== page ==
To experiment with every kind of prose imaginable, e.g., the proses of America. I ask, What is the purpose of clarity, beyond description? Clarity, but to what end? The exquisite prose of Melville, of—what is totally different and yet feels related—Rousseau. (“33.”)
I’m happily startled (but not entirely surprised) by just how delightfully compelling and complex New York City writer Lucy Ives’ most recent title is, a small book titled The Hermit (The Song Cave, 2016). Composed in tight prose and full sentences that collage together into a larger coherence, The Hermit exists in an intriguing space that is part-poem, part-essay and part-novel, all blended together into an exploration of self, narrator and character, elements of dreams, lists and journal-entries, logic and the form of the novel (and prose-works generally) and even a thread that floats through one of the characters from A Nightmare on Elm Street. As she writes in the “Notes” at the back of the collection:
The title of the book bears some explanation. Of course, in entry 51, a hermit appears. But this is only a hermit in a work of art. I’m not sure, at any rate, what a hermit is today.
Strangely, the hermit I have in mind is most closely or accurately figured by the character Nancy Thompson, as portrayed by actor Heather Langenkamp, in A Nightmare on Elm Street. Why is Nancy a hermit? Because she is entirely isolated from others, though she is by no means distant from them.
Nancy is secluded in a place of psychological horror and physical violence. Sleep (acquiescence) presents a constant threat. It is Nancy’s unspoken decision, a brave one, to believe in the reality of this seclusion, in the ineluctable threat of Freddy’s choice to appear to her, that ultimately preserves her life. “He’s dead, honey, because Mommy killed him,” Nancy’s mother maintains. Although I don’t like this character very much, I understand what she is saying. See also, entry 78.
I won’t spoil what occurs in “entry 78” (an entry that feels visibly distinct from the rest of the book), but the final line in the book, from “80.” reads: “I do not know for how long any of the characters in this book can persist as characters.” I think I very much like the idea that Ives is uncertain of the lives of the characters she has included here (I hesitate to automatically refer to them as “her” characters), and just how long they might survive, potentially, beyond the bounds of the completed book. She suggestion is that she suspects they should or otherwise would, but isn’t sure. I wonder, does she include the narrator as one of her characters, also? Do they include, for example, her references to, readings of and/or quotes by Kathy Acker, Charles Olson, George Oppen and Houellebecq?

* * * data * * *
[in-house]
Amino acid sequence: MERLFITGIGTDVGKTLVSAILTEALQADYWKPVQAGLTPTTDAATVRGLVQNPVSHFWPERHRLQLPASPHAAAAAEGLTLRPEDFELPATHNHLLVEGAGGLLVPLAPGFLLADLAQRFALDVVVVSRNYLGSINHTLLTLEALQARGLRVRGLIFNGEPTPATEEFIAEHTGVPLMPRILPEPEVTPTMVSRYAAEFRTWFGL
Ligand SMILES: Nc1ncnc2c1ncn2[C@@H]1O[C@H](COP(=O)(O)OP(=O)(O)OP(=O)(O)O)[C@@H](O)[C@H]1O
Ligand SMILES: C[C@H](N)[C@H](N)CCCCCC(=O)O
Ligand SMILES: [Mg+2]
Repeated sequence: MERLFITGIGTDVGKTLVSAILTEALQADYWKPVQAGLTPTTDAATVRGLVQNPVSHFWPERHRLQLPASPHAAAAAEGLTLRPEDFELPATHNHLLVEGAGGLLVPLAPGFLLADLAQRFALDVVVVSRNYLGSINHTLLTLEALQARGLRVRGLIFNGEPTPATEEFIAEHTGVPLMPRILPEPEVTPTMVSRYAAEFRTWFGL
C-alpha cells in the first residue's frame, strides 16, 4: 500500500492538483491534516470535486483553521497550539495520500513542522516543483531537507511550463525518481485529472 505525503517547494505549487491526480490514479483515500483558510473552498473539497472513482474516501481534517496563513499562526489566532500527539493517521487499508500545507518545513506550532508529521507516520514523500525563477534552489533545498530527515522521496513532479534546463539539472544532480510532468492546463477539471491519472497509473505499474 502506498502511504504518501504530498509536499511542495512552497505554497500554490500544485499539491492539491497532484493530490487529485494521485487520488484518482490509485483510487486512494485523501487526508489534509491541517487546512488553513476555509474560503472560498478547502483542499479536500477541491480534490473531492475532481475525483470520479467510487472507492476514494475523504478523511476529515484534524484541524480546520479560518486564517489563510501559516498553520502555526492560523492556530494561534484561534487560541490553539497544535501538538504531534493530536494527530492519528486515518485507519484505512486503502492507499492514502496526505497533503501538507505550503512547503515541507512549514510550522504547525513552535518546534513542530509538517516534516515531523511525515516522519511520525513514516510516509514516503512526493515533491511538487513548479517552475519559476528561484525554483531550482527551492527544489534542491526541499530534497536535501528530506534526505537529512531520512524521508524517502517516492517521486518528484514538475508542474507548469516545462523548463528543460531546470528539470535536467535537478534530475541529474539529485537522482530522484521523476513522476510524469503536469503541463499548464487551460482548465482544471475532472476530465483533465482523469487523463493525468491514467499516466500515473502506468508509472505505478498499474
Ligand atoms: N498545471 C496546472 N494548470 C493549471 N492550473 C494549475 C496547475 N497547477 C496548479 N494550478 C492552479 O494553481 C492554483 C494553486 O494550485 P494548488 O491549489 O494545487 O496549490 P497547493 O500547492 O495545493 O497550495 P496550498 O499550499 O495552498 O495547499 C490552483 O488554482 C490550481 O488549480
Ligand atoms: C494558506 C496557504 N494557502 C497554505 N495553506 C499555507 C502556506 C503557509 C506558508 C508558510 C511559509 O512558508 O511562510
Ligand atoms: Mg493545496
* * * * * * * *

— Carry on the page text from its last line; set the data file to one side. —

I want to write an essay about the novel as a site of novelty, where the preposition “Anything can happen” is somehow tested. (“15.”)
The Hermit follows her books Orange Roses (Ahsahta, 2013) [see my review of such here], The Worldkillers (Ann Arbor MI: SplitLevel Texts, 2014) [see my review of such here], and the novel nineties (Little A, 2015). Her full-length novel, Impossible Views of the World, is due next spring with Penguin.
I discover that writing, as a profession, is about putting oneself into a constrained position, from which there are limited means of escape. The undertaking is not about the words themselves or even some technical skill distinct from survival. One must possess only the ability to tolerate a given position long enough to make it intelligible to others. (“52.”)
The Hermit is set in eighty short, numbered prose-sections, and I’m fascinated by how Ives writes a book that, in part, tells us how to read it, as her forty-third entry, in full, reads: “One must work, perhaps for some time, to see scenes.” The Hermit reads as an essay/novel-through-accumulation, allowing the short semi-standalone scenes to collect and reshape via the reader, much in the same way, perhaps, as Sarah Manguso’s Hard to Admit and Harder to Escape (McSweeney’s, 2007), a book that heavily influenced my own The Uncertainty Principle: stories, (Chaudiere Books, 2014). In the entry immediately prior to the forty-third, she also offers: “An essay occurs in time like dog years, where it isn’t a task of reasoning so much as something that befalls one. I perhaps don’t read or write enough and yet always feel like I am reading, like I am writing.” Or just a bit earlier, as she writes as part of “67.”:
Make an illogical jump—dissociation—but, then, imperceptibly—so, quickly—return to render it logical before anyone has seen. In this way, you may seem to improve upon reason.